Thanksgiving is a day of tradition for my family. The core of the tradition is the gathering of all of our family at our farm outside of Atlanta for “supper” in the early afternoon. The tradition includes having the television on in the background tuned to the Macy’s Day Parade in the morning and to football in the afternoon. It includes the smell of the feast being prepared including oyster stuffing, sweet potato casserole, and artichoke and spinach casserole that compliment a turkey of exquisite proportion. It includes fresh baked pecan and pumpkin pies for dessert. It includes squeezing more chairs around the dining table than any other day of the year creating a feeling of coziness and community that is unique to the day.
My Thanksgiving tradition also includes a period of reflection and a prayer of thankfulness for the family, food, and freedom with which we have been blessed and never take for granted. The warmth of those blessings give me pause as I think of those who are missing family, worrying about where their next meal will come from, or living in a part of the world where the freedoms that come with being an American do not exist. It reminds me of the family and friends that I have lost, and I try to fill the ache of missing them with a gratitude for the time we had together and a deeper appreciation of those around me.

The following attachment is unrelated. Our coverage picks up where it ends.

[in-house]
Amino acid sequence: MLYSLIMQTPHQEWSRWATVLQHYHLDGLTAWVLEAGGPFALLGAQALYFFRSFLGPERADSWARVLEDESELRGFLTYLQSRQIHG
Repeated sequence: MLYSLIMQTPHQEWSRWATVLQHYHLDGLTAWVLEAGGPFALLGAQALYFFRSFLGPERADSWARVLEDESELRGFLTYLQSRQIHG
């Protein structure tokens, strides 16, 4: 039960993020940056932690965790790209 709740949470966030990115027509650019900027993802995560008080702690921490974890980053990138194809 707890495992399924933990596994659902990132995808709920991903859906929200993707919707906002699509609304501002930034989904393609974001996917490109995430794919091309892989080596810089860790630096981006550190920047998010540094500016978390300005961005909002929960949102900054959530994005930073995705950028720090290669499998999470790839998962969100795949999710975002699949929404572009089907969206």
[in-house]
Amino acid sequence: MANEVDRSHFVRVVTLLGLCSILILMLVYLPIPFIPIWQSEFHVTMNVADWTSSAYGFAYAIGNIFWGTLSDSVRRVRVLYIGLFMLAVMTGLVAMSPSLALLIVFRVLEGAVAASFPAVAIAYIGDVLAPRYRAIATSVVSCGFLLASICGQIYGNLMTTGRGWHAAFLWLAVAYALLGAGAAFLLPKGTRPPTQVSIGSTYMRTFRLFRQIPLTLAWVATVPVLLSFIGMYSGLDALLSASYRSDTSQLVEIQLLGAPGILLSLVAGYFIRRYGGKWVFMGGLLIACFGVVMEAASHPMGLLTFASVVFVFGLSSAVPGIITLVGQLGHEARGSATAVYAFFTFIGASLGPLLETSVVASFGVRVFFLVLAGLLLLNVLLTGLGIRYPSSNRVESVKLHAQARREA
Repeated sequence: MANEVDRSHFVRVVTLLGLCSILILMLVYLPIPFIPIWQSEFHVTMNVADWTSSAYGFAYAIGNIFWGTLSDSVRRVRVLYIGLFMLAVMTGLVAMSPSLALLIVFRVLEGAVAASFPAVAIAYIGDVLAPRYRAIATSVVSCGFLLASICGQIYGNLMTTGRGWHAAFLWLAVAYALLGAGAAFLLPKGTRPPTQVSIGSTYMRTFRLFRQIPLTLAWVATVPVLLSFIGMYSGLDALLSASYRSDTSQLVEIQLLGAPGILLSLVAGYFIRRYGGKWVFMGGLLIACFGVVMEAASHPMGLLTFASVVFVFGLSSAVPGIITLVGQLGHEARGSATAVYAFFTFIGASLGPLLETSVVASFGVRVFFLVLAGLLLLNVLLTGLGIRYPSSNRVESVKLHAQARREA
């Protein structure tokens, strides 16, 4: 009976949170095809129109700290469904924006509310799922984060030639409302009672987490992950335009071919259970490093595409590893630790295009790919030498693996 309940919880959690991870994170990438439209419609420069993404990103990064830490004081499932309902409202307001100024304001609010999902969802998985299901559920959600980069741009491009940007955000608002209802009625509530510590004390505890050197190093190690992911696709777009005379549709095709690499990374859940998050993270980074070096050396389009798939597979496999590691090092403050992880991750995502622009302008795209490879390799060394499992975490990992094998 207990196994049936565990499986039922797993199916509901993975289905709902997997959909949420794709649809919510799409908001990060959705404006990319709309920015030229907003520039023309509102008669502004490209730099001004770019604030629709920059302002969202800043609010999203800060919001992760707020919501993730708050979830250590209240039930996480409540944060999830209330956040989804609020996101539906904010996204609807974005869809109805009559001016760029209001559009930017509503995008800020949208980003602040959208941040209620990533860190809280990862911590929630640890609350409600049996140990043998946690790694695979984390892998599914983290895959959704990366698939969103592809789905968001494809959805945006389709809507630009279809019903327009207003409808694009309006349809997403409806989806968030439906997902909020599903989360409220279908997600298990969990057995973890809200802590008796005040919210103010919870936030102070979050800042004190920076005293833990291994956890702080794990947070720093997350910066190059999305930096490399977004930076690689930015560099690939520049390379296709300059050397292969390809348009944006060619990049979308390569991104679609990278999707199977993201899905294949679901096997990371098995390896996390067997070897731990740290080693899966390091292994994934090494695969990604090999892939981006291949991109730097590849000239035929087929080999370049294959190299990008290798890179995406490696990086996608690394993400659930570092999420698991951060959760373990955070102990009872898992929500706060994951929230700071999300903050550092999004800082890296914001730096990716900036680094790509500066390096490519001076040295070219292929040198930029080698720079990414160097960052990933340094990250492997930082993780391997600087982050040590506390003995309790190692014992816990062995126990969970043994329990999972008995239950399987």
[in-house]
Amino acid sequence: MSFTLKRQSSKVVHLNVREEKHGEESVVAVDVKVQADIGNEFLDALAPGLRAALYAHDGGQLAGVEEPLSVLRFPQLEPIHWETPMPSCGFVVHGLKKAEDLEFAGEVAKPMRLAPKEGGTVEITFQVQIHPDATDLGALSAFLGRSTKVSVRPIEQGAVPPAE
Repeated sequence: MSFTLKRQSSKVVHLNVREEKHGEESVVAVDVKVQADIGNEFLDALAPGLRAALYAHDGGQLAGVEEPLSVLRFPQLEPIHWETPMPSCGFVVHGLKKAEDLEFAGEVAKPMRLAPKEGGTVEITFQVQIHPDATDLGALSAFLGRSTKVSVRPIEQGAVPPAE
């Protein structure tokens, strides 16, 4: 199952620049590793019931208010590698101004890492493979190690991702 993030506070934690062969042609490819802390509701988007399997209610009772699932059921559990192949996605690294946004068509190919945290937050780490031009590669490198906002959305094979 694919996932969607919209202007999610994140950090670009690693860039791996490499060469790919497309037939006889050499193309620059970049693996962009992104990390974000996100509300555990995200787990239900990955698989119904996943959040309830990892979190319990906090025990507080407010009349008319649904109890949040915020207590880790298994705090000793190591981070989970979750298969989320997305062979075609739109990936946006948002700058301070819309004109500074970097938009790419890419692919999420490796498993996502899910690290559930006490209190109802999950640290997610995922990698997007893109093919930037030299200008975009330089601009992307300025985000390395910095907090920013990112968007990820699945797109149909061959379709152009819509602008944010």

The tradition includes my children’s holiday school projects with drawings and costumes of pilgrims and Native Americans coming together to share a meal. These are reminders of the diversity of our country and the core compassion I believe most Americans possess. For me, Thanksgiving is a day of reflection on the past and the sacrifices that those who came before me made to make today possible. The reflection makes me hopeful for the future, but it most strongly makes me appreciate the present, the meal, the smells, the smiles, the conversations, and the love in the room.
I hope you have a warm and loving Thanksgiving and can pause in the hustle of the world that we live in and enjoy the moment. In the words of my late friend Sam, “make it a great day!”